The school is a go… so far, so good!
category: Jims Guatemala


I had a meeting today with the director and executive committee of the Instituto Diversificado Jolom Konob’, the local teachers’ school. I’ve teamed up with Don Livingston of Computers for Guatemala to help them build their own building, so they can move out of the old building they are occupying without a lease.


The meeting went really well. It’s weird to work with Guatemalans that show up on time, get right to business, and finish promptly! Once I got past telling the Director Mario Pedro Pascual that CFG was only going to pay for the materials, not the skilled labor, we got to work looking at the design of the building. Mario was enthusiastic about the idea of selling rooms to specific donors, the same way colleges in the US make money for building projects. About the time I busted out the drawings, several more people showed up (he summoned them telepathically, I think): Raymundo Pascual, the bilingual education coordinator; two members of the committee; and Pascual the Contractor*. They were all very excited about the building design, and had many positive responses. They liked the Mayan symbology and the orientation of the colors to match the Mayan compass, and they suggested using Mayan glyphs as wall decorations and adornments. What fun!

sketch1.gifI feel even better about the contractor Pascual. Besides the fact that he’s amiable and just “feels right” (which I put a lot of stock in), he asked a lot of good technical questions about the building and schedule, hinting that he is thinking ahead of the game, and knows what he’s doing. He pointed out a column in the middle of the lower classrooms, something that Don and I had discussed before. Although a column in the middle of a classroom would be unacceptable in the US, you see that sort of thing all the time in Guatemala. These guys use empirical construction practices, so they shy away from something that looks tricky or might need actual engineering… such as a 9-meter clearspan concrete floor. As I see it, even though we can engineer the floor it to span that distance, it might actually make sense to do it their way. It will “look right” to their eyes, and they will have more confidence in it, both when building it and when using it. I left a copy of the drawings with him, so he can refine his estimate, and I promised to make them more detailed drawings now that the basic concept has been agreed upon.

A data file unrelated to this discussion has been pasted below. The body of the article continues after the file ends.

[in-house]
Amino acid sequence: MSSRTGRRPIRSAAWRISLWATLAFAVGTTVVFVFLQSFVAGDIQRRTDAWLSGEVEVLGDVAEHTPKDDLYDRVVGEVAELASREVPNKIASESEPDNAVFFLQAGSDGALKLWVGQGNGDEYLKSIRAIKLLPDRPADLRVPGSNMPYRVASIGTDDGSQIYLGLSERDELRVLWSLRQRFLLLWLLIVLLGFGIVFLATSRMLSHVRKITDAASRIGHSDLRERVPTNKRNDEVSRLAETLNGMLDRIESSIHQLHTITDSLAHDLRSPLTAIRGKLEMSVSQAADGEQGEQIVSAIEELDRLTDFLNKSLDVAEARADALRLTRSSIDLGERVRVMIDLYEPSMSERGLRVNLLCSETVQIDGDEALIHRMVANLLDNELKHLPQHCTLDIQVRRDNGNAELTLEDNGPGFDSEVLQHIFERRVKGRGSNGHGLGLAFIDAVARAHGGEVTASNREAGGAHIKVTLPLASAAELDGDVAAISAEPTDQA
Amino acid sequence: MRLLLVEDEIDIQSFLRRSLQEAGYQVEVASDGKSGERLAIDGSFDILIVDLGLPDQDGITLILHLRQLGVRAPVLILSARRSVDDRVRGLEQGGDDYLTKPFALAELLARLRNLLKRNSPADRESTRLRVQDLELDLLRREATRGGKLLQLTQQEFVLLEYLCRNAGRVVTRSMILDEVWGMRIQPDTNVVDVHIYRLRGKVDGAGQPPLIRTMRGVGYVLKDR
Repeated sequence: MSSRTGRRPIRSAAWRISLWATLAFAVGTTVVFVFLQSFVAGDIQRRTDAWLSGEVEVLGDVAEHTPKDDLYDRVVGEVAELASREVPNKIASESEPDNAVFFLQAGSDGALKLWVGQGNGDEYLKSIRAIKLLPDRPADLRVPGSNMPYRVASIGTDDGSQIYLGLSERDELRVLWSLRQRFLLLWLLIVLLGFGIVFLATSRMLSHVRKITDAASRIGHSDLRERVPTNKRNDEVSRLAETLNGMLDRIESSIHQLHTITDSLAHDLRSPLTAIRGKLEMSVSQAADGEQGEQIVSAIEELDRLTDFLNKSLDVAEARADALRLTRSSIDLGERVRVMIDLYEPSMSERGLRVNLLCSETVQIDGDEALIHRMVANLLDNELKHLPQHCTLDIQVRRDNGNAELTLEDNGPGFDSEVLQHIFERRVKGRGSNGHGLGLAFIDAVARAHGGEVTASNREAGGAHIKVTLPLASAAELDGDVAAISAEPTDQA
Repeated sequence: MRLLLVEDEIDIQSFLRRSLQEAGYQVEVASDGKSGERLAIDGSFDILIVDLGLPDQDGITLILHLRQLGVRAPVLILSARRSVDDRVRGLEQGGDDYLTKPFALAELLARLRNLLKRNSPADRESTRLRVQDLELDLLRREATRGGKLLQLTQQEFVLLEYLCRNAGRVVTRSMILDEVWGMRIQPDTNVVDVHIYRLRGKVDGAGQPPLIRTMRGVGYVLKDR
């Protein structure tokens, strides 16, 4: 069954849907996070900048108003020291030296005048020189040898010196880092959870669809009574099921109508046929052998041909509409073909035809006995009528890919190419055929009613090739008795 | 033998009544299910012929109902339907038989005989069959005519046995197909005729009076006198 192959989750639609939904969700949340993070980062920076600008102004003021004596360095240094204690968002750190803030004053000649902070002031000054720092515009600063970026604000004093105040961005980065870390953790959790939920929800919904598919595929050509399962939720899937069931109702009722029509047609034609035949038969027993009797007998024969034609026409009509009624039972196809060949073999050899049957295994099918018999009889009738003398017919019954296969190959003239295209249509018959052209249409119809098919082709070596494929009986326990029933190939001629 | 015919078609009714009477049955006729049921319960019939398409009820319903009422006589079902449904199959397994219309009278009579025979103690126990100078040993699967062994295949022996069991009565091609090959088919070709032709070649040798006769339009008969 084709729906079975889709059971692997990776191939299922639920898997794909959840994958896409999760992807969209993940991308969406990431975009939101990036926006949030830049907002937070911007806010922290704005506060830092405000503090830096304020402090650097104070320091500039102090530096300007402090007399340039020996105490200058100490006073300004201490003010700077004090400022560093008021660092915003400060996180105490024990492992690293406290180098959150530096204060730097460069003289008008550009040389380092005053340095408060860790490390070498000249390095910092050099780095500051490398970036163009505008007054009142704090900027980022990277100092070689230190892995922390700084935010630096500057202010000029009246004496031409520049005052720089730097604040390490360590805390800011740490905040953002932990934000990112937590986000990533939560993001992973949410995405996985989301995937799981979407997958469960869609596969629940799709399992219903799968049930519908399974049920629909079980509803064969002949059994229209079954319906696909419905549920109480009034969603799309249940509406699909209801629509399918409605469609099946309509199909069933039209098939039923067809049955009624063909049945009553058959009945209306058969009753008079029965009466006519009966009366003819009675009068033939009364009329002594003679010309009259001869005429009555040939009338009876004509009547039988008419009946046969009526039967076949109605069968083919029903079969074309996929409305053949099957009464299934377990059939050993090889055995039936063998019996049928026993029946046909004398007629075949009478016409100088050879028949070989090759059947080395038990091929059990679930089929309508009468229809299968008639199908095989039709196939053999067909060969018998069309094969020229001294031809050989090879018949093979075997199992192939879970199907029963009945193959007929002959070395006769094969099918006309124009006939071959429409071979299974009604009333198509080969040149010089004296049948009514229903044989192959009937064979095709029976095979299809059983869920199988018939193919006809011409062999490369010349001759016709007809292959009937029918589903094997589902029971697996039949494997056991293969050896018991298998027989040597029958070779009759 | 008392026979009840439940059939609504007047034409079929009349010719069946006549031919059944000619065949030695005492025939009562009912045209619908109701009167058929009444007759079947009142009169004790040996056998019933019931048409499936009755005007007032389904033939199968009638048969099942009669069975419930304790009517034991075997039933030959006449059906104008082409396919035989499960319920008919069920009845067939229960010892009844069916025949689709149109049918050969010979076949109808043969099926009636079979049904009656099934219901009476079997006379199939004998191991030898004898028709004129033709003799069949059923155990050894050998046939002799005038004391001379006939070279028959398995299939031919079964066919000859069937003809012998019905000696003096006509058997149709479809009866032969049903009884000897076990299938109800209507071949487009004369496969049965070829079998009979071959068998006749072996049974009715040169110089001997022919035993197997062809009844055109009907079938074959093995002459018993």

The committee asked whether or not I would be available for the entire project. I explained to them that I am required to leave Guatemala in the end of July, but I would work as hard as possible for them until then. They then decided that they want to move the project along as quickly as possible, and get the building done before then. Sounds good to me, but it will be a pretty hard thing to do unless things move amazingly fast. I guess we’ll see; they plan on being ready for the next meeting on Monday or so.


The last request/ suggestion they had was that there be heat in the classrooms. Schools here don’t have it, and it affects the student’s ability to pay attention when they are shivering. I am in agreement. We talked about some options, and a central system is going to be pretty expensive and hard for local labor to maintain. They were interested in a type of giant space heater they have here… you plug it in, it runs off of electrical power. The avantage is that it’s easy to install, affordable, and portable. Pascual and I explained to them that we’d need to make sure that we had special circuits in the classrooms to handle such a thing, with their own breakers and oversized wiring and a dedicated outlet. Lots of people nodded. I asked, and they think these “calentónes” can be had in Xela for about 500Q each. That adds at least 3,000Q to the project, plus the extra wiring and so forth. They have also been warned that it will run their electricity bill way up.

That’s about all I have for now. I am going to work some more. If you want to download your own copy of the drawings the committee is looking at in the picture, they are here.

*Yeah, that’s a lot of Pascuals. I have a hard time remembering names in the US; here, it’s prettymuch impossible to keep everyone straight.

Posted by: jfanjoy